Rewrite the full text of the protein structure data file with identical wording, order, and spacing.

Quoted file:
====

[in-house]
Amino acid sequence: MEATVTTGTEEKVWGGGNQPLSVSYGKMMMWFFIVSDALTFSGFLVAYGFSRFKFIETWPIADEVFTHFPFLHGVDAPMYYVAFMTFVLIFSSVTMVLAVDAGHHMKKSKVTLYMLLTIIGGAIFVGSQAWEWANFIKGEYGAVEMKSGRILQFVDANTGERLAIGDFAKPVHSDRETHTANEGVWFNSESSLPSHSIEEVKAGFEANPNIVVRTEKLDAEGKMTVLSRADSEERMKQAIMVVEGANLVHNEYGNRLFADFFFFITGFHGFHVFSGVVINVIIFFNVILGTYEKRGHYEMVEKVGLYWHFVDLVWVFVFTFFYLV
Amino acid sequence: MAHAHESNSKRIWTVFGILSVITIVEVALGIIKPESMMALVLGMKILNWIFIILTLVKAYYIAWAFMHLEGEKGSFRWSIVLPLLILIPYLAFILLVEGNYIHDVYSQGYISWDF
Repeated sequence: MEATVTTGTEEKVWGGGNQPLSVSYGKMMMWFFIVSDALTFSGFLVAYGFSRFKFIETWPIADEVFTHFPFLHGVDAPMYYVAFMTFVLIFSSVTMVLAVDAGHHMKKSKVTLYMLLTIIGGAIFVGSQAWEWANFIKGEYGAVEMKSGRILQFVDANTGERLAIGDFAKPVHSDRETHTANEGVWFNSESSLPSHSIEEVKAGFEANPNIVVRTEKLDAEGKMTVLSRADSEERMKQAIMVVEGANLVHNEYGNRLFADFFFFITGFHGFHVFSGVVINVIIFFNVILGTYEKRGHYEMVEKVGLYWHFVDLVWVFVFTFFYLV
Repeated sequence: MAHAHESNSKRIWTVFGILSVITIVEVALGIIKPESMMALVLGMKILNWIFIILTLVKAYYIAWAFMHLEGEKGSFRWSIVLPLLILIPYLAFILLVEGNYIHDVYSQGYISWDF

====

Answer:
[in-house]
Amino acid sequence: MEATVTTGTEEKVWGGGNQPLSVSYGKMMMWFFIVSDALTFSGFLVAYGFSRFKFIETWPIADEVFTHFPFLHGVDAPMYYVAFMTFVLIFSSVTMVLAVDAGHHMKKSKVTLYMLLTIIGGAIFVGSQAWEWANFIKGEYGAVEMKSGRILQFVDANTGERLAIGDFAKPVHSDRETHTANEGVWFNSESSLPSHSIEEVKAGFEANPNIVVRTEKLDAEGKMTVLSRADSEERMKQAIMVVEGANLVHNEYGNRLFADFFFFITGFHGFHVFSGVVINVIIFFNVILGTYEKRGHYEMVEKVGLYWHFVDLVWVFVFTFFYLV
Amino acid sequence: MAHAHESNSKRIWTVFGILSVITIVEVALGIIKPESMMALVLGMKILNWIFIILTLVKAYYIAWAFMHLEGEKGSFRWSIVLPLLILIPYLAFILLVEGNYIHDVYSQGYISWDF
Repeated sequence: MEATVTTGTEEKVWGGGNQPLSVSYGKMMMWFFIVSDALTFSGFLVAYGFSRFKFIETWPIADEVFTHFPFLHGVDAPMYYVAFMTFVLIFSSVTMVLAVDAGHHMKKSKVTLYMLLTIIGGAIFVGSQAWEWANFIKGEYGAVEMKSGRILQFVDANTGERLAIGDFAKPVHSDRETHTANEGVWFNSESSLPSHSIEEVKAGFEANPNIVVRTEKLDAEGKMTVLSRADSEERMKQAIMVVEGANLVHNEYGNRLFADFFFFITGFHGFHVFSGVVINVIIFFNVILGTYEKRGHYEMVEKVGLYWHFVDLVWVFVFTFFYLV
Repeated sequence: MAHAHESNSKRIWTVFGILSVITIVEVALGIIKPESMMALVLGMKILNWIFIILTLVKAYYIAWAFMHLEGEKGSFRWSIVLPLLILIPYLAFILLVEGNYIHDVYSQGYISWDF